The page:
In recent years, many new collider ideas such as HL-LHC/HE-LHC/FCC [2123] have been reported, and technical design report of HL-LHC has been published. Most promising feature of the HL-LHC collider for BSM searches is increased COM energy ( TeV) and especially its luminosity [21] of up to . Some phenomenological researches for future colliders and HL-LHC have already been started up; for couplings, which have been explored at a high-luminosity colliders (with the possibility of electron beam having a polarization of 80% and electron energy being of 60 GeV), the upper limits on have been obtained as and these future colliders LHeC and FCC-eh, respectively [24].

Development of such a collider has notable effects on the BSM literature evidently since it offers new possibilities for phenomenological studies and gives a large room for potential discoveries/exclusions. It offers an opportunity to rule out flavor-violating 2HDM for case and penetrate the other regions foreseen by other models (such as Randall-Sundrum model) [25]. As a consequence, exploiting the physics potential of HL-LHC is crucial for next phase of BSM searches.

The phenomenological researches and simulations based on new colliders started to make predictions about new physics scenarios and set new limitations. To be specific at HL-LHC for FCNC interactions [2630], branching ratios are updated as using different analyses from different channels and processes; thus, couplings are expected to go below , which is roughly below the known limits from experiments. FCNC interaction projections are also available for FCC-hh. The branching ratios suggested by current phenomenological research for this collider changes at the and [31]. Expected FCNC decay widths and branching ratios are given at Figures 1 and 2, respectively, according to three scenarios which are important and handled separately to set limits for couplings in following sections.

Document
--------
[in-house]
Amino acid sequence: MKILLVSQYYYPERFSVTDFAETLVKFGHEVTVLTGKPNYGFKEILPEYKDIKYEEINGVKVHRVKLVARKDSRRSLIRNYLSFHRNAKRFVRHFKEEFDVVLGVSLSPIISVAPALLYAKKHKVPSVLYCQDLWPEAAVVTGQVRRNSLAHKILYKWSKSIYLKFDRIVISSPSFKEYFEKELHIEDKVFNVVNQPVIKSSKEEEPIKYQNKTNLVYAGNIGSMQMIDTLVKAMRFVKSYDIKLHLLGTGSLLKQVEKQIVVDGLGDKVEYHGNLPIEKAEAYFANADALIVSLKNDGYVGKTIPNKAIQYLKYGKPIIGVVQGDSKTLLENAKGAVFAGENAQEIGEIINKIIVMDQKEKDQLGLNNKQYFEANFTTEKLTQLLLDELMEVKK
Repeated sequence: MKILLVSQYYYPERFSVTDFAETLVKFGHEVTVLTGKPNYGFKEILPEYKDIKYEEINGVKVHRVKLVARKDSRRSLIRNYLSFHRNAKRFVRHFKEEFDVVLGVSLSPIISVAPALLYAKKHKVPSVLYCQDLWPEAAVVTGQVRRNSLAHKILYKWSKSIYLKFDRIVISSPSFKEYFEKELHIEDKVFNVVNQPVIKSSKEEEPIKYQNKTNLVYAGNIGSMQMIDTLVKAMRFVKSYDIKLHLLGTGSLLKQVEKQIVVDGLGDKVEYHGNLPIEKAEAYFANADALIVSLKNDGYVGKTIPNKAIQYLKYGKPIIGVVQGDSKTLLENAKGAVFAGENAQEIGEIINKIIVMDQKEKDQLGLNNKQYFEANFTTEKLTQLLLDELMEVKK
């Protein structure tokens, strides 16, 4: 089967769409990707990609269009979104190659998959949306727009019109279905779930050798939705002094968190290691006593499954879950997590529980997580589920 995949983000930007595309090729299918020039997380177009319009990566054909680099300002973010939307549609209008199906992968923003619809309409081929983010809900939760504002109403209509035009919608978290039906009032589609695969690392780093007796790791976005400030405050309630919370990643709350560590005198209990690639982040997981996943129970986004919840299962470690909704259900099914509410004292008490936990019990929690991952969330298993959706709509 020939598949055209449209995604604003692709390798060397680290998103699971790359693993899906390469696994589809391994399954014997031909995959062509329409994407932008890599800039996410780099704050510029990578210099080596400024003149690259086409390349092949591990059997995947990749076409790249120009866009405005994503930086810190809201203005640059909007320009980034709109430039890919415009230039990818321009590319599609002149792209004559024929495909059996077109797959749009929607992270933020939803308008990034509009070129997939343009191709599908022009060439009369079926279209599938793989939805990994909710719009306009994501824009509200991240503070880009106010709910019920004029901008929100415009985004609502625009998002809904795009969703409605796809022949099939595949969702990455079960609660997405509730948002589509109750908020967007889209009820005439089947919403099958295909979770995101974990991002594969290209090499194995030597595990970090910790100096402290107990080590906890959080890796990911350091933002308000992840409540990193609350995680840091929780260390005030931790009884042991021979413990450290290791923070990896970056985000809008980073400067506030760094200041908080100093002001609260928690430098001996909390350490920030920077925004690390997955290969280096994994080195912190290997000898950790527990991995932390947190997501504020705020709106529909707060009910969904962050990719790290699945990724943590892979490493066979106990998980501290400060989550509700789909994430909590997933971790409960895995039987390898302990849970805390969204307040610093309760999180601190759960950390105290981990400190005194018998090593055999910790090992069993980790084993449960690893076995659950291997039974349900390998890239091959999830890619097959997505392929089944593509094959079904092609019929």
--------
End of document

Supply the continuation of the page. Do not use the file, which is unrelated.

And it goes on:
In this study, we would like to investigate the problem and seek for the new limits at HL-LHC. To do so, we restrict ourselves to production mechanisms of same-sign pairs (signal processes , ) including the exchange of Higgs boson at the HL-LHC. In addition, because the analysis was carried out in the HL-LHC, with the anticipation that the systematic uncertainties described in the literature would, in general, reduce, a value of 20% was used for the systematic uncertainties, which is still near to the limitations given in the literature and discussed in the findings section. This was done in light of the fact that the analysis was carried out in the HL-LHC. We introduce the kinematical variables to enhance the signal (S) and background (B) ratio. Angular separation of the two same-sign leptons could indicate the new physics effects in production process and separate the signal from background processes.

In order to make this research more detailed and similar to other studies in the literature (for comparison purposes), three different scenarios were designed for the signaling process. These are the , only , and only scenarios. As the nomenclature suggests, FCNC transitions are made possible from the top quark to the other two quarks in the case; while in other cases, the transitions are limited to just one quark.

2. Model Framework

The flavor-changing neutral current interactions of the top quark with other particles of the SM have been described in a general way as an extension [14, 15]. This provides a direct connection between experimental observables and the new anomalous couplings. The Lagrangian describing FCNC interactions in model-independent manner is given as where the couplings set the strength of the coupling between the top quark, the Higgs boson, and up or charm quark, as well as the chirality of this coupling. They can be complex in general; however, we take into account real parts of the couplings to reduce the free parameters. In literature, this interaction can be seen as modeled without the constant thus gives higher top branchings a factor of 2 [32]. The FCNC processes that corresponds to interactions have been described by a similar Lagrangian [19] with an extra factor of weak coupling constant. To switch between models, we just need to remind this conversion factor. We keep that constant here in order to make bounds more strict meanwhile keeping the conversion to other models in our mind. Note that it effects cross section and number of events naturally, thus it would make signal process more realistic. The decay width for FCNC channels can be calculated as and its numerical value depends on the coupling values related to  GeV. The branching ratio to an FCNC channel can be expressed as . Since the dominant decay mode of top quark is , this branching ratio mostly related to factor especially for smaller coupling values.